Sunday, November 22, 2009

Where Blame Is Due

Supermodel (What makes a model "super," anyway?) Kate Moss has come under fire again, this time for saying, during an online interview: "nothing tastes as good as skinny feels."

The gripe is a simple one - Young women with anorexia are latching onto the phrase as encouragement in their quests to waste away to nothing. This, being a bad thing, makes Moss' comment "irresponsible." According to one critic: "She's making unhealthy attitudes and behaviours seem somehow attractive. A lot of young girls see her as some kind of an icon so promoting these kinds of attitudes is really inappropriate. It really made me angry when I heard about it."

It's an understandable complaint, but it seems to miss the mark. First, Moss didn't coin the phrase. Secondly, it overemphasizes Moss' role as a role model. Moss is after all, a model - people pay her to play dress-up while they take her picture. People do this because other people will pay to see the pictures of Kate Moss playing dress-up. All in all, people pay a lot of money for this - after all, this is what has made Moss into a celebrity. The models one sees in your average Victoria's Secret catalog are commonly considered pretty attractive - but very few of them are household names, and you don't hear about their every word. If Moss' super-skinny look wasn't in such high demand, it's likely that she wouldn't be such an influence on young women. It doesn't seem to make sense to harp on Moss promoting herself, when she, at the end of the day, isn't the person who decides what's in, and what's not.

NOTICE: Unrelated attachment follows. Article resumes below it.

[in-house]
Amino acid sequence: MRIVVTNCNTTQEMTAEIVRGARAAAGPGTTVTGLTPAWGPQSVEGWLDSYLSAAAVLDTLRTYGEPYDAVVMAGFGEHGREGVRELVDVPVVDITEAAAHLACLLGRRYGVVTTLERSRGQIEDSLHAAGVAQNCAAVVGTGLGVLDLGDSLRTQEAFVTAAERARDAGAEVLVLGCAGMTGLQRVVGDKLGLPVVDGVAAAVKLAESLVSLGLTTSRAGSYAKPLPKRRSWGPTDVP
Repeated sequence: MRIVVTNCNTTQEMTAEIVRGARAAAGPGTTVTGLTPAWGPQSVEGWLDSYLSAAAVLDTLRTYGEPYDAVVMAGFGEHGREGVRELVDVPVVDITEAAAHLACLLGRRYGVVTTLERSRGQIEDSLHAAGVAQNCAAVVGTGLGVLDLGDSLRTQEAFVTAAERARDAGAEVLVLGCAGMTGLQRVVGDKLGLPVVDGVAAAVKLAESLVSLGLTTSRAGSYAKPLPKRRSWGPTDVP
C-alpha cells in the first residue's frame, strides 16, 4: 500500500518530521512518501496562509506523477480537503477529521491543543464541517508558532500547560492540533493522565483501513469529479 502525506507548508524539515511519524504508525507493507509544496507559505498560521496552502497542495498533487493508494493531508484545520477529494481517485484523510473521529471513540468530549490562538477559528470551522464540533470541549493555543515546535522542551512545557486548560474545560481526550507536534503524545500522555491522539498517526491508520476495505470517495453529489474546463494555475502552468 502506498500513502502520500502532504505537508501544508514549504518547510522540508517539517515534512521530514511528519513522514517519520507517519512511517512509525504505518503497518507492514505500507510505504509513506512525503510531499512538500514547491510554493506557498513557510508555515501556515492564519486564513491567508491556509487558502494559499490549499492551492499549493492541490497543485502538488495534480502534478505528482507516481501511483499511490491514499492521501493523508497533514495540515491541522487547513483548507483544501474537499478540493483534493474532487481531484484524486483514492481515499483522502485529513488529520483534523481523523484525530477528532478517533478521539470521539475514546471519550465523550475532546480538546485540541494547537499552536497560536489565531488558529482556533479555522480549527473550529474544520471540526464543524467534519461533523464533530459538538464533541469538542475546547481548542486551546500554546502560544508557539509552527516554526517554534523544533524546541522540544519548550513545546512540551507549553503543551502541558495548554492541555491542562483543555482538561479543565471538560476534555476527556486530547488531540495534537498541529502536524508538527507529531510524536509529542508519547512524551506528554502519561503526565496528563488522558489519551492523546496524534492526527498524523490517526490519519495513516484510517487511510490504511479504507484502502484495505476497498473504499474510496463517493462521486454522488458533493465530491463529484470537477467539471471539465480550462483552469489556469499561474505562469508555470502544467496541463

But this seems to be a common trend. Gabourey Sidibe has taken some media heat for being so obese. But there doesn't seem to be much criticism of Lee Daniels for not insisting that they cast a more healthy actress for the role, and zip her into a fat suit.

Moss and Sidibe didn't make themselves famous. Someone else did it for them. Maybe they're the ones that should be taking it on the chin over the allegedly harmful messages that Moss' and Sidibe's apparent lack of remorse for their bodies are sending. In making people with unhealthy bodies into celebrities, aren't they, and the everyday people who support their celebrity status, the ones who are making unhealthy attitudes and behaviors seem somehow attractive?

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